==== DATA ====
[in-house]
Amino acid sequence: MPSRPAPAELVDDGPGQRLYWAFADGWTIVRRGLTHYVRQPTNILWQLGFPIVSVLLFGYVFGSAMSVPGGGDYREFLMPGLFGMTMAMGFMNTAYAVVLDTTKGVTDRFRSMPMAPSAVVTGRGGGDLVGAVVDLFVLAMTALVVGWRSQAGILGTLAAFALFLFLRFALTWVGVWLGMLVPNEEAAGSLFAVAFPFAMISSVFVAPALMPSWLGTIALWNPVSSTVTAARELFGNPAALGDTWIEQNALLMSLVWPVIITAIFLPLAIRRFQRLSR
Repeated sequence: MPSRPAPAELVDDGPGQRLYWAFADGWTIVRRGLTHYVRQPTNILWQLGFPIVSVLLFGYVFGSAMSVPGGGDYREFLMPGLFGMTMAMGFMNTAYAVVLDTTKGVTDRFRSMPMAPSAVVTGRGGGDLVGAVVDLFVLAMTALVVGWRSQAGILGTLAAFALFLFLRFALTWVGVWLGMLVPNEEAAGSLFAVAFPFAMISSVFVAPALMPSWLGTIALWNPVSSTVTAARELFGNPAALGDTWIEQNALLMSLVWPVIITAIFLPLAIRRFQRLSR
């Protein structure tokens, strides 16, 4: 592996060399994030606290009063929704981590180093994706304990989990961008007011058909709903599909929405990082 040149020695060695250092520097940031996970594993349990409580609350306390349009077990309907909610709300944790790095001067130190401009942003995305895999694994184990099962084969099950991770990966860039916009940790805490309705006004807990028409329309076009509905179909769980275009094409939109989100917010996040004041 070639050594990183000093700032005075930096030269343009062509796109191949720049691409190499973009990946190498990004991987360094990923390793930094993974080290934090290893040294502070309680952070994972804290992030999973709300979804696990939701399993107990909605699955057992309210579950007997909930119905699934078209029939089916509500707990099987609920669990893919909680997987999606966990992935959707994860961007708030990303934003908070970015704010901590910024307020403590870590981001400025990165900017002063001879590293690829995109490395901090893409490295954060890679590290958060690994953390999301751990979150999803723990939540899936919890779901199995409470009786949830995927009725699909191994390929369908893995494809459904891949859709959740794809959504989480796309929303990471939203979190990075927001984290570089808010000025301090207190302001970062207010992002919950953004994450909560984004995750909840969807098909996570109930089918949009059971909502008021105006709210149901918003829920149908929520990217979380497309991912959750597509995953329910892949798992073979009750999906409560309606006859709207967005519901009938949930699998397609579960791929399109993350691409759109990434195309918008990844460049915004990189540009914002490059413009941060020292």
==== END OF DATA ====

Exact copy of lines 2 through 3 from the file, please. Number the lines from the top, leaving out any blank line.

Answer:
Amino acid sequence: MPSRPAPAELVDDGPGQRLYWAFADGWTIVRRGLTHYVRQPTNILWQLGFPIVSVLLFGYVFGSAMSVPGGGDYREFLMPGLFGMTMAMGFMNTAYAVVLDTTKGVTDRFRSMPMAPSAVVTGRGGGDLVGAVVDLFVLAMTALVVGWRSQAGILGTLAAFALFLFLRFALTWVGVWLGMLVPNEEAAGSLFAVAFPFAMISSVFVAPALMPSWLGTIALWNPVSSTVTAARELFGNPAALGDTWIEQNALLMSLVWPVIITAIFLPLAIRRFQRLSR
Repeated sequence: MPSRPAPAELVDDGPGQRLYWAFADGWTIVRRGLTHYVRQPTNILWQLGFPIVSVLLFGYVFGSAMSVPGGGDYREFLMPGLFGMTMAMGFMNTAYAVVLDTTKGVTDRFRSMPMAPSAVVTGRGGGDLVGAVVDLFVLAMTALVVGWRSQAGILGTLAAFALFLFLRFALTWVGVWLGMLVPNEEAAGSLFAVAFPFAMISSVFVAPALMPSWLGTIALWNPVSSTVTAARELFGNPAALGDTWIEQNALLMSLVWPVIITAIFLPLAIRRFQRLSR